by Brad Wiegmann

Anyone but a crappie angler would think being up a creek in a negative way. However, as fall turns to winter and water temperatures drop crappie will migrate into creeks to feed on baitfish. Of course, how far and where you go fishing up the creek will determine the number of crappie you will catch.
One professional crappie angler that’s been caught fishing up a creek on numerous occasions during the cold months is Wally Marshall. Marshall will even admit going up a creek can be a good thing. “Once the water temperatures drop below 50 degrees, Crappie will get stacked up in the back end of creeks. It all starts in the fall as the first schools of baitfish migrate into creeks as water temperatures begin cooling off, but gets better once the water temperature gets cold,” said Marshall.
Once the baitfish have moved into the creek it’s up to the angler to find where at in the creek. “Up a creek has a negative connotation to it, but not as long as you know what to look for when crappie fishing. Anglers should approach fishing up a creek by starting in the mouth and fishing towards the back. Somewhere between the mouth and back, an angler is going to find where the crappie are feeding on baitfish,” said Marshall.
By creeks, Marshall is referring to a watershed feeder creek. The creek doesn’t have to have current or flowing water to fish it, however, all of them will have a channel running through it. It’s common for a channel to swing from one stream bank to the other as it flows toward the main body of water.
Channel swings are like crappie magnets during the winter as baitfish will often congregate near or on them. “Key areas to fish in creeks are where the creek channel swings against the bank and there is some kind of cover there. My favorite is lay downs, log jams, stick ups or any cover that runs out from the shoreline into the deeper creek channel,” said Marshall.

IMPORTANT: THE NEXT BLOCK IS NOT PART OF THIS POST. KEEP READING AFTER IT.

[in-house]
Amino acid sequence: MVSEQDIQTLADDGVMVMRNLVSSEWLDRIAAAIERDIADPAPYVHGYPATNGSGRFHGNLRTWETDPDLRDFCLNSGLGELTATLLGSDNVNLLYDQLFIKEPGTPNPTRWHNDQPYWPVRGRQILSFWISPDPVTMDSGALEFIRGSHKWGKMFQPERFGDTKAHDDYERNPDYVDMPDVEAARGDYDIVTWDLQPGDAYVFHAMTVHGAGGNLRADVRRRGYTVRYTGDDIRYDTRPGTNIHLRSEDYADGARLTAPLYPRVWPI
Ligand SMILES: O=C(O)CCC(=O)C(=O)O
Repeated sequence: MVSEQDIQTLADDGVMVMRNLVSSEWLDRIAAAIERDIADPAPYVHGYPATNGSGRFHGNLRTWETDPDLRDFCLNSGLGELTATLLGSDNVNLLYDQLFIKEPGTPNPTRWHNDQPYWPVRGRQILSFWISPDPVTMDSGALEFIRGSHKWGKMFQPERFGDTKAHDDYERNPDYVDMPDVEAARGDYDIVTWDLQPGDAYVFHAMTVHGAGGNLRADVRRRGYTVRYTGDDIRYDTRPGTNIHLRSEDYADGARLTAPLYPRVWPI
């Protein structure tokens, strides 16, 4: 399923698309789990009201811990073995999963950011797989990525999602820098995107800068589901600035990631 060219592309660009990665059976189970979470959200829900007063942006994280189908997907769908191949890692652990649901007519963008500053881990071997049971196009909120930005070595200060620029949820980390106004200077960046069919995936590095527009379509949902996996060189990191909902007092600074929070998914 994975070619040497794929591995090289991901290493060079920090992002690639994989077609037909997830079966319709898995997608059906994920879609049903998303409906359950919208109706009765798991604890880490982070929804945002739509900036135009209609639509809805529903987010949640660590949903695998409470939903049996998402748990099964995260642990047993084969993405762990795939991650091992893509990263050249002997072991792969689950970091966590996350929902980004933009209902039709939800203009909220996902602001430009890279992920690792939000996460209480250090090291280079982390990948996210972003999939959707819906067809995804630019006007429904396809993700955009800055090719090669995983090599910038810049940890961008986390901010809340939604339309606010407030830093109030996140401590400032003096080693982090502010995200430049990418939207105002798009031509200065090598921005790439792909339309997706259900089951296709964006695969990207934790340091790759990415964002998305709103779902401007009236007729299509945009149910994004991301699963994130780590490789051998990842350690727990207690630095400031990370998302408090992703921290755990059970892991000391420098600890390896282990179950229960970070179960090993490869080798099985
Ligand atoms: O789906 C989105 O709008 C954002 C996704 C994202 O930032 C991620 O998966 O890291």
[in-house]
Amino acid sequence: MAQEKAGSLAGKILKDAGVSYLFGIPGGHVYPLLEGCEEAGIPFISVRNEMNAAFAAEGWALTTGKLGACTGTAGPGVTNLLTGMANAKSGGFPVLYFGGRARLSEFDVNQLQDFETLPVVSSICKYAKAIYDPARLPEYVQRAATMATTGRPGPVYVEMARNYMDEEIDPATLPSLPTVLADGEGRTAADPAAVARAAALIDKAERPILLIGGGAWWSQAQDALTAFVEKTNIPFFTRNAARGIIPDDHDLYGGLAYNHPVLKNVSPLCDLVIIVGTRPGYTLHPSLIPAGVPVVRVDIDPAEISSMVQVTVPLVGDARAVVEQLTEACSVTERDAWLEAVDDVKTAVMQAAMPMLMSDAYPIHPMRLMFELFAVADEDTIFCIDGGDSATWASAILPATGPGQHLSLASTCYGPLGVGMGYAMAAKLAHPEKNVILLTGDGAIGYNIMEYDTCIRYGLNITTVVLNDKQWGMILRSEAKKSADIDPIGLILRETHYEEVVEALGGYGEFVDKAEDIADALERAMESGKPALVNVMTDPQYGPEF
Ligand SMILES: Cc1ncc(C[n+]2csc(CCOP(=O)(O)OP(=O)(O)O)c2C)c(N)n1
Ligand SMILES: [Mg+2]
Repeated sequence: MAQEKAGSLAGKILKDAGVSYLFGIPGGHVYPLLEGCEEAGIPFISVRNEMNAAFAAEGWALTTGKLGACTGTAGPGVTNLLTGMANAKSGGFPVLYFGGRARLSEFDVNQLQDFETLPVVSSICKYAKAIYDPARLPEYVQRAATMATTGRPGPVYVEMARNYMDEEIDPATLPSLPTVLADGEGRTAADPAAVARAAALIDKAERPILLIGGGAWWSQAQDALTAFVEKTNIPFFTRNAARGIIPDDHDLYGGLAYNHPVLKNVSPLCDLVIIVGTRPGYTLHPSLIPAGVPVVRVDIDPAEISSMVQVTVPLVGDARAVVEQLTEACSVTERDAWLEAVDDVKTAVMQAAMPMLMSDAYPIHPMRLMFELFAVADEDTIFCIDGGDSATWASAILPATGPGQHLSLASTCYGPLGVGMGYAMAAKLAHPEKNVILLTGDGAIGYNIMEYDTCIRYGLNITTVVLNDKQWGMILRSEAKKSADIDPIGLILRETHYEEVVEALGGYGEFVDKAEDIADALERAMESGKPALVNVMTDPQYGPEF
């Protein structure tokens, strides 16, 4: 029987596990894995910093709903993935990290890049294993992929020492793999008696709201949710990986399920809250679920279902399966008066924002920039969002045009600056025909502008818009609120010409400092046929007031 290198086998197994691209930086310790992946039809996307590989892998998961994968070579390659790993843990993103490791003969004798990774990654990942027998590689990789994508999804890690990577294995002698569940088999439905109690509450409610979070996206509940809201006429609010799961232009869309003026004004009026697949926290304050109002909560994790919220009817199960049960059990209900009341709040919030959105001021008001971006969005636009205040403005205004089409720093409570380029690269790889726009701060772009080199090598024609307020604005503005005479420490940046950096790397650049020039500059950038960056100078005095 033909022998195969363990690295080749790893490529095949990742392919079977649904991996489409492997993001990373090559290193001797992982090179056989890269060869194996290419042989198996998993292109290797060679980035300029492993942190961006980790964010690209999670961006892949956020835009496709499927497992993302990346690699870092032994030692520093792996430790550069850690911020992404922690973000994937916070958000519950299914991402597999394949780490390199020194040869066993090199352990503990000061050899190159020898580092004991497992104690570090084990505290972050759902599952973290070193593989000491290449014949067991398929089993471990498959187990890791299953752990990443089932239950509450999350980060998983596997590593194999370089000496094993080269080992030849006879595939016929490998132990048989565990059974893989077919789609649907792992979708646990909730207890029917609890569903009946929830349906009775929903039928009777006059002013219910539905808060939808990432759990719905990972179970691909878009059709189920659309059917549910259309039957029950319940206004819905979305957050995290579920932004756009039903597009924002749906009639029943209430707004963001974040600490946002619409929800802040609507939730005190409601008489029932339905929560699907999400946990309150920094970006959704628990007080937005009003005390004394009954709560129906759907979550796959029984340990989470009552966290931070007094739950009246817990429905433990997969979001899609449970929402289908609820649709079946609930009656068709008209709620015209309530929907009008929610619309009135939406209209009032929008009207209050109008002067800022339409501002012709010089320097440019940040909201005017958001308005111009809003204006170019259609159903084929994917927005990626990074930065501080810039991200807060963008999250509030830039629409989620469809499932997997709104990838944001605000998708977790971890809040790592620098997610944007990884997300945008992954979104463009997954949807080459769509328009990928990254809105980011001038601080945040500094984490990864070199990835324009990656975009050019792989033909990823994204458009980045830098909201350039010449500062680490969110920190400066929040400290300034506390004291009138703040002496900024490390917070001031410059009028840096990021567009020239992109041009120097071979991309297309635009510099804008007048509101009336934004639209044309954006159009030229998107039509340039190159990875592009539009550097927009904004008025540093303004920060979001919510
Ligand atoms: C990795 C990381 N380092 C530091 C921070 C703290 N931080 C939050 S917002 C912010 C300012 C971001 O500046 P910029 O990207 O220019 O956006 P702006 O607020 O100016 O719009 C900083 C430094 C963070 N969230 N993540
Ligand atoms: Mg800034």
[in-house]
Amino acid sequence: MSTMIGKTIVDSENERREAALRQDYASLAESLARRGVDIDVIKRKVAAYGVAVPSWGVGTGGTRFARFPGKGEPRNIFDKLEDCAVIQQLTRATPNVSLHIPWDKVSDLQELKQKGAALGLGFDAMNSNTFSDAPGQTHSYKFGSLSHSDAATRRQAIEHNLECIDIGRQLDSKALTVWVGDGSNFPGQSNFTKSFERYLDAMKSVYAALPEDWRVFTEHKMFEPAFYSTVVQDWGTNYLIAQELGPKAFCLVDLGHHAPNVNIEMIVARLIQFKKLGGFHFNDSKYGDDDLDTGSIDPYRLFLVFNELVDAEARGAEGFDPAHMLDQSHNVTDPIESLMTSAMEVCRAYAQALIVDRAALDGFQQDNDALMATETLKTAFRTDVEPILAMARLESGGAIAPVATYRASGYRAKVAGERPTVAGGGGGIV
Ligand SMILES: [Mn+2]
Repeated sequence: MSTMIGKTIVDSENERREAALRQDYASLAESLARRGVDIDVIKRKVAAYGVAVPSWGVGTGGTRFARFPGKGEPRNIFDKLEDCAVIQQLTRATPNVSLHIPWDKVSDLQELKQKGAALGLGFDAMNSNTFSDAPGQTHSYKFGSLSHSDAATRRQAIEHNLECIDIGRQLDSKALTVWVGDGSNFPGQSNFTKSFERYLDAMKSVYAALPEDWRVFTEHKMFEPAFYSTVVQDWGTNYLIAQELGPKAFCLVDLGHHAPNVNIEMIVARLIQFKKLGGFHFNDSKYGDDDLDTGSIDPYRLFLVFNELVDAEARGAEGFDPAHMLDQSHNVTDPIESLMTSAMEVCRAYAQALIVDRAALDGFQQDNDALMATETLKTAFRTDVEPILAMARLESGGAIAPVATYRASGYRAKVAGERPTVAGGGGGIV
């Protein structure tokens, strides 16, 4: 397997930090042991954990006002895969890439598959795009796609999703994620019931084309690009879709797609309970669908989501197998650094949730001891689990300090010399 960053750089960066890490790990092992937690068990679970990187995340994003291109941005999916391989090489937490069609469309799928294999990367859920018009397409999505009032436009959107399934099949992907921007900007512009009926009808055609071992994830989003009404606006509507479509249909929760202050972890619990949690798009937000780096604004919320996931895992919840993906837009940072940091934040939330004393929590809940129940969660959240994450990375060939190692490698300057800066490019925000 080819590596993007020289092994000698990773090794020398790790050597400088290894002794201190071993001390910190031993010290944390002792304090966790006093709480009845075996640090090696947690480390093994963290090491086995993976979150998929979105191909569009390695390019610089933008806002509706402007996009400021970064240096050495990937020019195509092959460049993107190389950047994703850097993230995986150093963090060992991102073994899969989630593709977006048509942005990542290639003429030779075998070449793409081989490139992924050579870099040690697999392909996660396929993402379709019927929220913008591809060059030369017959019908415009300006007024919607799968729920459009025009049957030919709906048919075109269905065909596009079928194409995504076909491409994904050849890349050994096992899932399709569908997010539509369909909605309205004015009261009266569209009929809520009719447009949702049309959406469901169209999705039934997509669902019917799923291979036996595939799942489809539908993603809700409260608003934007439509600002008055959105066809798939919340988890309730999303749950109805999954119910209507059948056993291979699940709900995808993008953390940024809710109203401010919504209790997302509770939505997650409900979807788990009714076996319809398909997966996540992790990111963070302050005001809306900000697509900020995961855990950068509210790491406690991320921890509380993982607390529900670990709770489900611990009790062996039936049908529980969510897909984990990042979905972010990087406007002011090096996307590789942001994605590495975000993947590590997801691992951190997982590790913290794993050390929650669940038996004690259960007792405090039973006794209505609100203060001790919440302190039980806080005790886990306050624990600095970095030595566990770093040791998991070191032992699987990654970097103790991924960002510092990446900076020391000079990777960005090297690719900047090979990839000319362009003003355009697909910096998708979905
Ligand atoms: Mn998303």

Amazingly, even the smallest stick up or log can attract a school of crappie. Any kind of brush in the water near the channel is another area anglers should fish. Deep holes in the creek will also draw crappie especially as the water temperatures drop.
Normally, Marshall will fish in the areas where the water clarity is murky or stained. “In the fall most creeks are clearing up with little to no rainfall throughout the summer months. I prefer not to fish in creeks where the water clarity is crystal clear and will drive to the area of the reservoir where there is more color in the water to fish where the water is ten foot or less deep,” said Marshall.
Bait fish are the other key to where crappie will be located up a creek. Threadfin and gizzard shad are main sources of prey for crappie in most reservoirs. Although closely related, gizzard shad will grow to a much larger size making adult gizzards impossible for crappie to eat.

Threadfin and gizzard shad are planktivores feeding on microscopic, free-floating plants or animals utilizing their closely spaced out gill rakers. Threadfin shad typically feed on phytoplankton and zooplankton feeding near the water surface. Shad tend to school in large groups during the day feeding on free-floating plankton then scatter at night.